5. Success Stories generated by providers are great. But what is better is blog posts or end-user reviews of the service. There aren’t too many reviews on successful implementations with datacenter deployments, mainly because it takes a very long time to roll out fully within a data center. And, it’s not “sexy.” Deploying a full IT infrastructure in the cloud in a matter of hours (vs. days or weeks in a datacenter) IS sexy, and people are talking about that. Time is money. If you can reduce your time to market by using the Cloud, then you will be many steps closer to monetizing than if you took a traditional method. Again, this could be where hybrid clouds (e.g., Cloud Connect) might come into play. I don’t agree with Goolsbee’s statement that “the cloud cannot contain anything critical”. Just look at SalesForce or EC2 or GoGrid. Plenty of critical data is contained within those Clouds. I do agree that Cloud Computing IS great for start-ups, but if you stop there, you are missing many larger opportunities.
  6. Margins for traditional data centers is a topic unto itself. I will only scrape the surface here. GoGrid, for example, was born from traditional managed, dedicated hosting provider experience. In order to roll out and deploy servers, there is a large capital and operating expense. When new clients come on board, servers have to be configured to their needs, hard drives formatted, memory installed, cables connected, etc. The man-hours spent to roll out a single customer is quite large. We saw these inefficiencies as well as the fact that once deployed, servers sat idle and under-utilized. GoGrid was developed to combat these internal and external cost and labor inefficiencies. Not only could more “servers” be “contained” within fewer larger physical servers (reducing datacenter footprints, power, cooling, etc. metrics), but also, automated deployment reduced the human capital needs. Coupled with the fact that the control was now in the hands of the end user (in terms of scalability and configuration, for example), time to deploy was reduced (equating to less grumbling on all sides). If you read between the lines here, there are better margins for a hosting provider to convert some internal infrastructure over to providing Cloud “services” than not. Once the technology is created, rolling out Cloud infrastructures within a hosting provider for end users to later use is better than rolling out a handful of customized dedicated servers.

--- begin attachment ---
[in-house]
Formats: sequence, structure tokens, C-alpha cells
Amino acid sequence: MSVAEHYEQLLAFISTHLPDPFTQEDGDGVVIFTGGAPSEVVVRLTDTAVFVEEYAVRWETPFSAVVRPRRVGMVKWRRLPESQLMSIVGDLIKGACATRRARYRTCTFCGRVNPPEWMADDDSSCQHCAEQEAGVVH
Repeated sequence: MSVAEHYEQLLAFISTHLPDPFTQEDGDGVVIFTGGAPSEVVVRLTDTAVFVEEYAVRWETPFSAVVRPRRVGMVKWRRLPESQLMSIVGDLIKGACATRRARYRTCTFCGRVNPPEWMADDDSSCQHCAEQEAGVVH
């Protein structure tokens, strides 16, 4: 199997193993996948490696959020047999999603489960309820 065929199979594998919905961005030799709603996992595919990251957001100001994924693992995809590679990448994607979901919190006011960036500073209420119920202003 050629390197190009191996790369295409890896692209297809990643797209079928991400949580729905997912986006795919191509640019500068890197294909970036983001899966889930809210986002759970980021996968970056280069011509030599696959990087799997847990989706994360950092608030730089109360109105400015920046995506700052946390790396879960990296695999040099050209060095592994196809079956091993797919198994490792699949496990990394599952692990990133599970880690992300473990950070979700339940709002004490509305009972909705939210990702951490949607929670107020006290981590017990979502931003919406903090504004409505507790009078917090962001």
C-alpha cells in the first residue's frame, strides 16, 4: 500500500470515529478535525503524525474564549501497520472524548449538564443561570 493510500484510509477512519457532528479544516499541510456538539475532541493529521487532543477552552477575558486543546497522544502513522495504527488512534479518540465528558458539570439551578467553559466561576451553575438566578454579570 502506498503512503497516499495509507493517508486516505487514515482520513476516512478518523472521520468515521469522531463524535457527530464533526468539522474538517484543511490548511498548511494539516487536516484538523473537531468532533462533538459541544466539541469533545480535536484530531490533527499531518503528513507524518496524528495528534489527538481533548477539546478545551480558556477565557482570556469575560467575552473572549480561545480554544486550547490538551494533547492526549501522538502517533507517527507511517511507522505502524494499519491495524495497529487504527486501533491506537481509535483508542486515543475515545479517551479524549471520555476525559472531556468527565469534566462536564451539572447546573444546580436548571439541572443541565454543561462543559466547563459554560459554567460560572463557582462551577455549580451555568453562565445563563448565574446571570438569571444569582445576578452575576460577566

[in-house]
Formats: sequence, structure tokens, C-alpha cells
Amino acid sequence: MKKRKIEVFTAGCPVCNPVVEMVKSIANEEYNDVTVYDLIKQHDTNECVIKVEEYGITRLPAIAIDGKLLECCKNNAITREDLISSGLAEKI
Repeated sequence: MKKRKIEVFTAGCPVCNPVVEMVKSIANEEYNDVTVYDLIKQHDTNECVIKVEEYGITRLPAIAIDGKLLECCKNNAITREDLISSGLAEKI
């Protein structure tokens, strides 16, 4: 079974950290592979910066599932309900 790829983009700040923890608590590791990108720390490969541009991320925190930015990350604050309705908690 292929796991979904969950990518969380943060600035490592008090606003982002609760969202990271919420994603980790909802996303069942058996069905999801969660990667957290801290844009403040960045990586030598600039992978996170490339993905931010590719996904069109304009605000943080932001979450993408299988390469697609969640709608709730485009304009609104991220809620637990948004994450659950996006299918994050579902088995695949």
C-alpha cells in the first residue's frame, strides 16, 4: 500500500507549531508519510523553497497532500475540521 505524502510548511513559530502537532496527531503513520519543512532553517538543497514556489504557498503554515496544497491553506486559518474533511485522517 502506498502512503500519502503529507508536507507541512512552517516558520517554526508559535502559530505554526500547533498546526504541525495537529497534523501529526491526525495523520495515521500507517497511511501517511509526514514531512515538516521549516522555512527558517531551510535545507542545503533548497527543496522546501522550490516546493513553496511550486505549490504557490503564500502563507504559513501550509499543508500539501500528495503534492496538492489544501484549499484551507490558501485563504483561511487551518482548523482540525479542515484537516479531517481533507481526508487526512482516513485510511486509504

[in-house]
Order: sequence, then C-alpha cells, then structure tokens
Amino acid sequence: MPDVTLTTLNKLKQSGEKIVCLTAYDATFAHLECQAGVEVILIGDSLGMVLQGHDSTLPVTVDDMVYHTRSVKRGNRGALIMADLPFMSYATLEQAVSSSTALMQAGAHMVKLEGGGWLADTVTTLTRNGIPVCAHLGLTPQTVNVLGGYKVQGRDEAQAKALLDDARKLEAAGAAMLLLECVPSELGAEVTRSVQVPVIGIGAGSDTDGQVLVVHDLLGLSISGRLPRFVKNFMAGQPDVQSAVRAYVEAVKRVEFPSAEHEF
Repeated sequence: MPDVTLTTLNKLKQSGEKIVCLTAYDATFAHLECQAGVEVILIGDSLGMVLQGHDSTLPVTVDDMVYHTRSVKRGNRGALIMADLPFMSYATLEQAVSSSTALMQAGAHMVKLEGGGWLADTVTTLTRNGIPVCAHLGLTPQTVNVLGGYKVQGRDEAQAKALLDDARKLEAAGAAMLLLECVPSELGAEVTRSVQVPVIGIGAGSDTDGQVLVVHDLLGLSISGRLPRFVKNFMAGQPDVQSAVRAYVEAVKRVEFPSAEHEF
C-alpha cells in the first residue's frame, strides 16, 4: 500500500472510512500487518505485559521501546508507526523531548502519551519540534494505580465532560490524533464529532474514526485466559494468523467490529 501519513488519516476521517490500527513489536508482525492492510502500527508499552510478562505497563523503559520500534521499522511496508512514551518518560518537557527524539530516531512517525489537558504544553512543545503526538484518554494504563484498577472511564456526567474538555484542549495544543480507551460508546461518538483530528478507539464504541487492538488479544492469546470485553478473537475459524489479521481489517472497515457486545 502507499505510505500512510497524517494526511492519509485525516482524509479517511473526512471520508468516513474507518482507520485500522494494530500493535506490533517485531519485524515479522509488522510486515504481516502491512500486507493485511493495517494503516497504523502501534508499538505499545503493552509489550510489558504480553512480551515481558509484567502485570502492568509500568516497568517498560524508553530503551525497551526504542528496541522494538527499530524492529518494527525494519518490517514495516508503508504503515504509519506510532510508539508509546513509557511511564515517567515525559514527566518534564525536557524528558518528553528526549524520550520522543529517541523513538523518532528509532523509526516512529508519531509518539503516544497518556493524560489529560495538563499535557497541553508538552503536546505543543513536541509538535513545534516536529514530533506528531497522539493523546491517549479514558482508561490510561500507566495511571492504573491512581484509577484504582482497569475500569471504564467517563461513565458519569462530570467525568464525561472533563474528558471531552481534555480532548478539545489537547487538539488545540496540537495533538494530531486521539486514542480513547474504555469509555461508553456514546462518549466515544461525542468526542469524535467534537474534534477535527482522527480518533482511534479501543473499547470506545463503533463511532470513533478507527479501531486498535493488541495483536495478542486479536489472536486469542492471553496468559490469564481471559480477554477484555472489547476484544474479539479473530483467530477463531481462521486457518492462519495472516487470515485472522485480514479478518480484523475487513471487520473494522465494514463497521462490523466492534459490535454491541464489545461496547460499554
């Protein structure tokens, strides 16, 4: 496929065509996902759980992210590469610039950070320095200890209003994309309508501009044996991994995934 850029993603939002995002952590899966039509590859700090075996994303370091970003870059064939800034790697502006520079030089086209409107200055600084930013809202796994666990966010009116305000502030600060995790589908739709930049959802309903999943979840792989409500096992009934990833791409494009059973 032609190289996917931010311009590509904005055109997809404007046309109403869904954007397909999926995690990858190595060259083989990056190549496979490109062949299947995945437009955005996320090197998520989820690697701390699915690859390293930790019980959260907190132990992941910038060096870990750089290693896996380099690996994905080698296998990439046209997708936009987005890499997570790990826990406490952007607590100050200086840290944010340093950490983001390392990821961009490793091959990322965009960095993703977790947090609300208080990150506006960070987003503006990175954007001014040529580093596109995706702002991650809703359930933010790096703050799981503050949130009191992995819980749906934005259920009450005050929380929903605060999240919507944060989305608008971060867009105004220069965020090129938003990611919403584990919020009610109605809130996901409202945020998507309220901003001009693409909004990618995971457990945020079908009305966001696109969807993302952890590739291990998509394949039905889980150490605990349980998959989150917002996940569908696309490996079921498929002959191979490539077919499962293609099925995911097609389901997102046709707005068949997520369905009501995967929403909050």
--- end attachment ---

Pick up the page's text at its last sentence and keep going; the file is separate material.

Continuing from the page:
7. Some Cloud Computing providers are data-centers on demand, but very few. As I mentioned, we now refer to GoGrid as a CloudCenter, the equivalent of a DataCenter but in the Cloud and using the requirements of Cloud Computing: dynamically and rapidly scalable, paying for what you use and using only what you need, programmatically controlled through an API (or web interface), and somewhat “virtualized”. To be a true “datacenter in the cloud” you must have all of the components of a datacenter (servers, switches, firewalls, load balancers, storage, multiple network pipes, internal and external networks, etc.). Only those Cloud Providers that give out Infrastructure solutions (e.g., GoGrid and potentially EC2) can be considered “data-centers on demand” and even then, EC2 doesn’t quite fit.
  8. AWS had a few things going for it to get it on its way to being considered a “successful provider”: its name,  its size and the fact that it was first to market (or appeared to be). Don’t get me wrong, their entire suite is very impressive and they have a lot of extremely happy customers. Also, they have truly cut the ice for other Cloud providers to come along (to which we are thankful). I’m not sure about the accuracy of what Goolsbee says (that they are “selling unused capacity”). This may have been true initially, but I believe they are their own business unit by now and their data centers have nothing to do with their “book selling.” Also, the mention of uptime and security guarantees being lacking will change (they recently released an SLA for EC2…it’s not as robust as GoGrid, for what it’s worth). The general pessimism about AWS not being good for mission-critical IT functions is not really warranted, I don’t feel. Datacenters fail, as do servers. This is not specific to the Cloud. If you are worried about your data, back it up! That is the best practice and not something that you should only do if you are using the Cloud.
  9. I agree that Cloud Computing as a general buzzword is over-used and vague, but it is here to stay until something better comes along. We are already seeing segmentation within it. It is a general encapsulation of many different things. I do think that SaaS belongs as one of the Cloud layers (Cloud Applications) provided it meets the Cloud checklist. Google IS a cloud provider (Google App Engine as a Cloud Platform; Gmail as a Cloud Application). Buying application time (specifically “hosting” your Python application within their datacenters) IS using the Cloud, but not Cloud Infrastructure but rather Cloud Platforms. In fact, you will be able to buy additional capacity on App Engine soon.